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Identifying Epigenetic Changes May Assist in Earlier Diagnosis of PD, Study Finds
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Identifying Epigenetic Changes May Assist in Earlier Diagnosis of PD, Study Finds

Samantha DiGrande
Parkinson disease (PD) is the second most common neurodegenerative disorder found in the elderly, currently affecting an estimated 2% of individuals 60 years or older. PD is a multifactorial disease in which both environmental and genetic factors are significantly associated with disease onset. Although symptoms of the disease may present with a tremor or perhaps a speech problem, by the time the symptoms are evident, it is often too late to stop the progression of the disease.
Parkinson disease (PD) is the second most common neurodegenerative disorder found in the elderly, currently affecting an estimated 2% of individuals 60 years or older. PD is a multifactorial disease in which both environmental and genetic factors are significantly associated with disease onset. Although symptoms of the disease may present with a tremor or perhaps a speech problem, by the time the symptoms are evident, it is often too late to stop the progression of the disease.

A recent study, published in Epigenetics, demonstrated that identifying epigenetic changes may be used as a strategy to help assist physicians in making an earlier diagnosis.

“One of the biggest issues with neurodegenerative diseases like Parkinson disease or Alzheimer disease is that diagnosis is mostly clinical based, and it comes late in the disease—the brain is already degenerated, and it is extremely difficult to restore brain function at that stage,” said Travis Dunckley, PhD, assistant research professor at the ASU-Banner Neurodegenerative Disease Research Center and the School of Life Sciences, in a press release.

The study authors sought to investigate epigenetic changes in patients with PD over time, specifically any changes in DNA methylation patterns throughout the course of the disease. In order to identify these changes, the study enrolled 380 participants. The group was made up of 189 patients with PD and 191 control subjects.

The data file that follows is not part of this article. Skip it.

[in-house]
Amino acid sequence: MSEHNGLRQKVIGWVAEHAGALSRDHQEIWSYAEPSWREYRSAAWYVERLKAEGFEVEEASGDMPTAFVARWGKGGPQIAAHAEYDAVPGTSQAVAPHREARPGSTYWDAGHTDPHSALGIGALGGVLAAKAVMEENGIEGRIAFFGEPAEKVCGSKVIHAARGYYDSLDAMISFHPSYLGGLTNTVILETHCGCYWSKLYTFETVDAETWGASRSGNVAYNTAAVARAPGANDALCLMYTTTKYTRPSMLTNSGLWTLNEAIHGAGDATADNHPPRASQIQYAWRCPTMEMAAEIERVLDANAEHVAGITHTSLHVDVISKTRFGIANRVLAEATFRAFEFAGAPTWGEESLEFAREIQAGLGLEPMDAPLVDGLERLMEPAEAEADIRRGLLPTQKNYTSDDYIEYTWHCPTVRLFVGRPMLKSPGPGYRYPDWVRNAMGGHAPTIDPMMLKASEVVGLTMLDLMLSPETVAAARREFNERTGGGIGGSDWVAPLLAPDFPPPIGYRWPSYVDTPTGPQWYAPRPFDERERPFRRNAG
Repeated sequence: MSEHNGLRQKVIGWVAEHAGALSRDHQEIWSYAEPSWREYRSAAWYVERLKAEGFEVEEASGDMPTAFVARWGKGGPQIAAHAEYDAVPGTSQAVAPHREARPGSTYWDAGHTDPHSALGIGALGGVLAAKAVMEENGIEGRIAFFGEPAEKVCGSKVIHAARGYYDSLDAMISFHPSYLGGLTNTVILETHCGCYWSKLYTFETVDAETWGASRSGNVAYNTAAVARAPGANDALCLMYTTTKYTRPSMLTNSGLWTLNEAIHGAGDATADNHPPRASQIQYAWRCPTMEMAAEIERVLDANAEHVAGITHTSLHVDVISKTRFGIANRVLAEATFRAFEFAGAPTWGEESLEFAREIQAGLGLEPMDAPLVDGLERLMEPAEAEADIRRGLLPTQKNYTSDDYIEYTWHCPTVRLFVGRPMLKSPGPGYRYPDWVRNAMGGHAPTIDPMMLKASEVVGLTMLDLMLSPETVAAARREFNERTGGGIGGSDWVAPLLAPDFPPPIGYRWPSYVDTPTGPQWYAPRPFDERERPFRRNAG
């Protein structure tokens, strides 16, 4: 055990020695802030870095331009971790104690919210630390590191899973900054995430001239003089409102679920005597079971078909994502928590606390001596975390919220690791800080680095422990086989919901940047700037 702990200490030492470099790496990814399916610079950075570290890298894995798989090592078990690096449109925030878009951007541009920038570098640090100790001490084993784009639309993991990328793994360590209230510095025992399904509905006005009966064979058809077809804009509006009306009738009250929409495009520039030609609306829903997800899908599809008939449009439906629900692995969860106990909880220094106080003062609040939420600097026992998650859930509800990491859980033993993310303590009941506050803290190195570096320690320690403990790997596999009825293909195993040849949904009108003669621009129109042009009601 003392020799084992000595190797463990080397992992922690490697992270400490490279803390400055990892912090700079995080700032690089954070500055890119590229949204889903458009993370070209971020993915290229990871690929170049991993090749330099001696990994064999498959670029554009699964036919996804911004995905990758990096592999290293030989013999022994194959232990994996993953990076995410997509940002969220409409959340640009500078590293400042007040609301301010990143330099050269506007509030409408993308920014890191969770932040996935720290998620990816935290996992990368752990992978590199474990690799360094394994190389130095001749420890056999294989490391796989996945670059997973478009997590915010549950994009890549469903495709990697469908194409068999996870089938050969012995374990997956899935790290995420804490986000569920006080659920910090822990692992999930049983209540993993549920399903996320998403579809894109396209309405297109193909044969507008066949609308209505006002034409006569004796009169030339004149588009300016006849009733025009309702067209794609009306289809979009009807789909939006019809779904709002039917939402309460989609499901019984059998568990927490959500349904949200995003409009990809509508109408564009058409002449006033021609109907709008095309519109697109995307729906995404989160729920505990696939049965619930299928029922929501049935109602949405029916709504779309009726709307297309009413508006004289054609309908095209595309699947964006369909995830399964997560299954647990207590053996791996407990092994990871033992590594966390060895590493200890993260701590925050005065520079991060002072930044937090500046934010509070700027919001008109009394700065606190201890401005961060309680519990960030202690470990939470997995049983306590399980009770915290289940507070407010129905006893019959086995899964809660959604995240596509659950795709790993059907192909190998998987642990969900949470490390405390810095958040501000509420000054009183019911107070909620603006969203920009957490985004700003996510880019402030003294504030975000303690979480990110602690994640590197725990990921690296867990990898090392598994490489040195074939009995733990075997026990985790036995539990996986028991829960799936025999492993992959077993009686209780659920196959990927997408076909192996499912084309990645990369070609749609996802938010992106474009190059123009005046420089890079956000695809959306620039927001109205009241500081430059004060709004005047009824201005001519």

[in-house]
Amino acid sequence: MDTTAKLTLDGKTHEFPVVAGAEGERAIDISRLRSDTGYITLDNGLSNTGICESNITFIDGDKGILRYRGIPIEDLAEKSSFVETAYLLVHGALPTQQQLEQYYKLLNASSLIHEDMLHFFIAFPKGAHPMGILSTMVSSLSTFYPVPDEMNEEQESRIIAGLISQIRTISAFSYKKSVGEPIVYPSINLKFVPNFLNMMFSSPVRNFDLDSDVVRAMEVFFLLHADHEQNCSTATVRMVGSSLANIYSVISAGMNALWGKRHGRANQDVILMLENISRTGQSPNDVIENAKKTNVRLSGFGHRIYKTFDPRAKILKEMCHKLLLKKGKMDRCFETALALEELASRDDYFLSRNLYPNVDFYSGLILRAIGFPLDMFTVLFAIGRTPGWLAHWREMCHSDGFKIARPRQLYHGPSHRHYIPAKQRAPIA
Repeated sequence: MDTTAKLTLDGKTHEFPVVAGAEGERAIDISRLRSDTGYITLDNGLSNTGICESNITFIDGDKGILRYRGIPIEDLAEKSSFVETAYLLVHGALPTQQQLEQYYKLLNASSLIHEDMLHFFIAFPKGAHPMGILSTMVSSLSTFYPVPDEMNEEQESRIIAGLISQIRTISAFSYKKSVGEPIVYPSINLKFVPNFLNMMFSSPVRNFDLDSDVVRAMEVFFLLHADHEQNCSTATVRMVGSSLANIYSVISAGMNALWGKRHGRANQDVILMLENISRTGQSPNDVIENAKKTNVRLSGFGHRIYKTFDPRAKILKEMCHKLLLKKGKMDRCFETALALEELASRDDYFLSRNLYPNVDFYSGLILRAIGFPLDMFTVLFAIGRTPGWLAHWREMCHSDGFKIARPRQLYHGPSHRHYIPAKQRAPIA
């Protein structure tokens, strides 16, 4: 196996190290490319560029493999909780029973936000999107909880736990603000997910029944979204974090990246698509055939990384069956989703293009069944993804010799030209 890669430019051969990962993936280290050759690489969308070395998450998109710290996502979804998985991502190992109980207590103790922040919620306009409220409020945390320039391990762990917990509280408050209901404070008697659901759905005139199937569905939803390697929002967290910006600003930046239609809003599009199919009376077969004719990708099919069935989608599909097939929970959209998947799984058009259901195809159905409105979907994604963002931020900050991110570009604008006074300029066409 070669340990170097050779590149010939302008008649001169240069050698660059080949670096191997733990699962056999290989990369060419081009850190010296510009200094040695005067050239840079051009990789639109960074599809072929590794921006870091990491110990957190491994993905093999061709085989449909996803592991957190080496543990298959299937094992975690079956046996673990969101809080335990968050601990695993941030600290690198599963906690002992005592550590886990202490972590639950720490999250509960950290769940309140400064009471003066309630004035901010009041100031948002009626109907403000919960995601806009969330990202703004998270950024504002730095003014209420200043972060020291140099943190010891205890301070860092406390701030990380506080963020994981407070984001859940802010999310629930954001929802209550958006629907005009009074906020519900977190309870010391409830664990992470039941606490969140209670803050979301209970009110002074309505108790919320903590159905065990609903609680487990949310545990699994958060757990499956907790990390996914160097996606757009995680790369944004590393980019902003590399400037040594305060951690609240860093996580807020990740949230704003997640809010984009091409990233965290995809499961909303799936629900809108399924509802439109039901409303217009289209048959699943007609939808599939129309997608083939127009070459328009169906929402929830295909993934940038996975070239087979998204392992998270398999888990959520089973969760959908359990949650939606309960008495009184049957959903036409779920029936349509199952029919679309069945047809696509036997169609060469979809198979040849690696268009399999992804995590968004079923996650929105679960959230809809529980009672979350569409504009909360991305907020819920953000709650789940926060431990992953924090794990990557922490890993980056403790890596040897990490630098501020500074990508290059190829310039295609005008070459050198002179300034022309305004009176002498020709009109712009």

Follow-up time was 2 years, during which no changes in cognition were identified in the control group, whereas patients with PD demonstrated decay in Mini-Mental State Examinations (MMSE). Researchers found differences in methylation patterns for those subjected to anti-Parkinson drugs compared with those who did not receive treatment. Additionally, the study authors also found that DNA methylation changed more for those patients without treatment, providing further evidence to the link between epigenetics and PD progression.

If the investigators are able to identify the distinct changes in methylation related to PD progression, they would be able to diagnose the disease earlier. According to the authors, future studies will be similar to this; however, they will take place over a longer duration and with a new subset of patients.

“Taken in all, these studies support the potential of blood DNA methylation as an epigenetic biomarker of disease, although additional profiling of large longitudinal cohorts is needed to complete the characterization of DNA methylation changes during the onset and progression of Parkinson’s disease,” wrote the authors.

Reference

Henderson-Smith A, Fisch K, Hua J, et al. DNA methylation changes associated with Parkinson’s disease progression: outcomes from the first longitudinal genome-wide methylation analysis in blood. Epigenetics. 2019; 14(4):365-382. doi: 10.1080/15592294.2019.1588682

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